The US threatening to interfere in the UK's democratic processes should be front page news, argues Chris Nineham
The Secretary of State of the world's most powerful nation has promised to 'push back' against the possibility of the leader of the Labour Party in Britain getting elected. He suggests US agencies will try and intervene to stop that eventuality because "it's too risky and too important and too hard once it's already happened".
We live in a liberal democracy at a time when there are widespread elite fears of foreign interference in politics, particularly by Russia. Cue outrage from the government and across media platforms surely? Err...well no actually. I haven't found a single record of complaint from the government, the story hasn't got near the top headlines in the national press, and as I write the BBC website is not featuring the story at all.
This is extraordinary. Trump's endorsement of Johnson and Farage during his visit was bad enough. But here we have an unambiguous statement by the most powerful foreign policy official in the US administration bar the President suggesting a move against a democratically elected leader in Britain. And it is not big news.
So, what are we to conclude? First this gives us an insight into the real dynamics of the 'special relationship'. When we protested Trump's visit, we were told we were wrong and that it is vital to our interests that we engage with the democratically elected leader of the free world. But what we see exposed here is a relationship of domination, in which senior US officials apparently reserve the right to decide who runs Britain.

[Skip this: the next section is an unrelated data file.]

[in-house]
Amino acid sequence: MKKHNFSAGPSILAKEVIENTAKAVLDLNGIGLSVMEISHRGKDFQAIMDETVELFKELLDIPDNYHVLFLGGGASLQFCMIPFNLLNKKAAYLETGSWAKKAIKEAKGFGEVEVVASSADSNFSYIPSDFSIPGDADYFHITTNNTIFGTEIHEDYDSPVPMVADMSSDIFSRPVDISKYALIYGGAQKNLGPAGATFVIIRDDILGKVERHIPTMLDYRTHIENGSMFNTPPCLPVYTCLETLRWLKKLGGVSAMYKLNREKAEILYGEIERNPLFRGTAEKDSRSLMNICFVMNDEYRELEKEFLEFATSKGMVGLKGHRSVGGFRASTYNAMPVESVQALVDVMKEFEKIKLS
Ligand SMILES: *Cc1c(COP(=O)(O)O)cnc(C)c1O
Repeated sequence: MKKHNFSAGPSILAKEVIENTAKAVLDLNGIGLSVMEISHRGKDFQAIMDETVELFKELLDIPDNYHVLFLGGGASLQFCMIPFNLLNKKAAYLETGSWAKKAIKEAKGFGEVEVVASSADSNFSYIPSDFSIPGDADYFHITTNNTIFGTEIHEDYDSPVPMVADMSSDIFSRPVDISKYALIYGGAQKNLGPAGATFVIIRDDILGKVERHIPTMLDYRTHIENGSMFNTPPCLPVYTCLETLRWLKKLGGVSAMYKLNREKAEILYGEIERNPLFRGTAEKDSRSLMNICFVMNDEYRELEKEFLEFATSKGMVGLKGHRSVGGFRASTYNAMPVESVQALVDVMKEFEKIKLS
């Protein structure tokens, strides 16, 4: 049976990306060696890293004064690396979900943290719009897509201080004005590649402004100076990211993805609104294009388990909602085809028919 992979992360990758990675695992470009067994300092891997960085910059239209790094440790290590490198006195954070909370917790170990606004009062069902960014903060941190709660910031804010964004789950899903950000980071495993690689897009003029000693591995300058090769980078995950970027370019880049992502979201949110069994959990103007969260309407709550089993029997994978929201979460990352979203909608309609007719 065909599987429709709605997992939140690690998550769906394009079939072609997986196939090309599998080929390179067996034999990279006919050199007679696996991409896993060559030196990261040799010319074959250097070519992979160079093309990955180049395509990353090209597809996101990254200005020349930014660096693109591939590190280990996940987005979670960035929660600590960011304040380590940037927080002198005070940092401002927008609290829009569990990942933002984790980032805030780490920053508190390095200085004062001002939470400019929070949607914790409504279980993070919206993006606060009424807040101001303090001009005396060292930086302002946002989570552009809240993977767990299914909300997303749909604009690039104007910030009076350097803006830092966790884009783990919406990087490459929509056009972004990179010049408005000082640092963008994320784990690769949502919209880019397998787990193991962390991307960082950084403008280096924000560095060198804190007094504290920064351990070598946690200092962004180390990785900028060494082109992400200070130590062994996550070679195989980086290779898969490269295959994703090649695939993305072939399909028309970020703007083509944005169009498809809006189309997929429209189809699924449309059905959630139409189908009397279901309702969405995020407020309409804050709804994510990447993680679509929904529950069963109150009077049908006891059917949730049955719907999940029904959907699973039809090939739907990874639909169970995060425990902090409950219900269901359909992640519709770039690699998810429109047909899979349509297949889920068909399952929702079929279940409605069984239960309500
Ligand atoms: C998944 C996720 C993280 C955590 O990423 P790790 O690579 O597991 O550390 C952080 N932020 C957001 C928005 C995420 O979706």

But the lack of fuss and outrage suggests that the British elites are frankly unperturbed. Their commitment to democracy doesn't extend as far as defending the rights of a left-wing Prime Minister in waiting.
Pompeo's threats should not be ignored or trivialised. He is one of the leaders of a regime that believes it has the right to intervene militarily and politically from Venezuela to Afghanistan, from Syria to South Korea. Jeremy Corbyn is clearly seen as a threat to a world order that is based upon that right. Far from securing us against such intervention, the special relationship can be the means by which it is implemented.
This incident should alert everyone to the fact that the efforts made by elements of the establishment so far to sabotage Corbyn are just the start. They are going to intensify and internationalise as the prospect of a Corbyn government gets closer. Prepare yourselves.
Chris Nineham is a founder member of Stop the War and Counterfire, speaking regularly around the country on behalf of both. He is author of The People Versus Tony Blair and Capitalism and Class Consciousness: the ideas of Georg Lukacs.
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